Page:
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Previous evidence suggests that the gender composition of a family's children--specifically, the presence of sons--affects a number of parental behaviors, including marriage formation, marriage disruption, and living arrangements. Using the March Current Population Survey from 1988 to 2006, this paper examines whether girls are at a double disadvantage in terms of living in single mother homes, and in the likelihood of receiving child support from absent fathers. The findings show that girls are indeed more likely to live in single mother homes and boys are overrepresented in married parent homes with a father or stepfather, and in single father families. However, the child support results suggest if anything that single mothers are slightly disadvantaged by having sons.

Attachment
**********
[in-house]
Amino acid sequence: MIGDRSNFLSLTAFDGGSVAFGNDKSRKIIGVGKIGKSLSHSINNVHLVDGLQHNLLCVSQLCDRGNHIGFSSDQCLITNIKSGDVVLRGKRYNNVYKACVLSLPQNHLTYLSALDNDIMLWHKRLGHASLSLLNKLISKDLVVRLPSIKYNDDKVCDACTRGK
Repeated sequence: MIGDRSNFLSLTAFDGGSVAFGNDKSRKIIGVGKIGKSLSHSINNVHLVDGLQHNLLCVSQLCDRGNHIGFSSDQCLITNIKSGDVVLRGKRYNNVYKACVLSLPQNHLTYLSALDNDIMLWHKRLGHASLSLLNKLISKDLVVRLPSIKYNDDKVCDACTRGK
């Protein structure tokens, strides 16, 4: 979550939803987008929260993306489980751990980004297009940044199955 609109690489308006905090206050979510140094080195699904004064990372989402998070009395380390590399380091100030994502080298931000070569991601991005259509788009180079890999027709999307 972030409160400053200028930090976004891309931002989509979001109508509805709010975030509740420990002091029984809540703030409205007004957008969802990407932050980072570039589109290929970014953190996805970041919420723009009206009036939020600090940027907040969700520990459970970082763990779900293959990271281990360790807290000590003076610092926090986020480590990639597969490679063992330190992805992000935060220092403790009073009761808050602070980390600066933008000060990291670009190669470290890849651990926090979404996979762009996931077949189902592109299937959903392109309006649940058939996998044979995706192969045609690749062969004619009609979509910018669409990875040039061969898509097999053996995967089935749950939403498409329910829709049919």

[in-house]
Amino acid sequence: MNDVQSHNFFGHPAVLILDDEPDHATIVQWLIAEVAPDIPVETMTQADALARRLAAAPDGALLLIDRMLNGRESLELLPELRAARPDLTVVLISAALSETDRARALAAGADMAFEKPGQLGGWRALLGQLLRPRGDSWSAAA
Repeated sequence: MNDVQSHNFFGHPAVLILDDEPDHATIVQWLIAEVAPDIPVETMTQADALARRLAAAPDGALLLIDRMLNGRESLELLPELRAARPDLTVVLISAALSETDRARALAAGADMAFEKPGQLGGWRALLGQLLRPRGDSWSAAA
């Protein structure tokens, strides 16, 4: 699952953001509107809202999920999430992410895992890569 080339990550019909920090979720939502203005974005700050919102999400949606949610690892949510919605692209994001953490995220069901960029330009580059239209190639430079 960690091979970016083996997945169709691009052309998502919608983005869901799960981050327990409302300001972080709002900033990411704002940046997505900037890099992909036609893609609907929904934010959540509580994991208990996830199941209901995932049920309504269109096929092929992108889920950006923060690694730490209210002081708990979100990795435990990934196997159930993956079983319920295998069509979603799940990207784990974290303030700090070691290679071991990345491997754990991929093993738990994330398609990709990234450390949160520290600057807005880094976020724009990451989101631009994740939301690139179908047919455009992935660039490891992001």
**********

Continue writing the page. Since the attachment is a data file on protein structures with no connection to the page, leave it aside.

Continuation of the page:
First published in:

American Economic Review: Papers & Proceedings 2008, 98:2, 408–412



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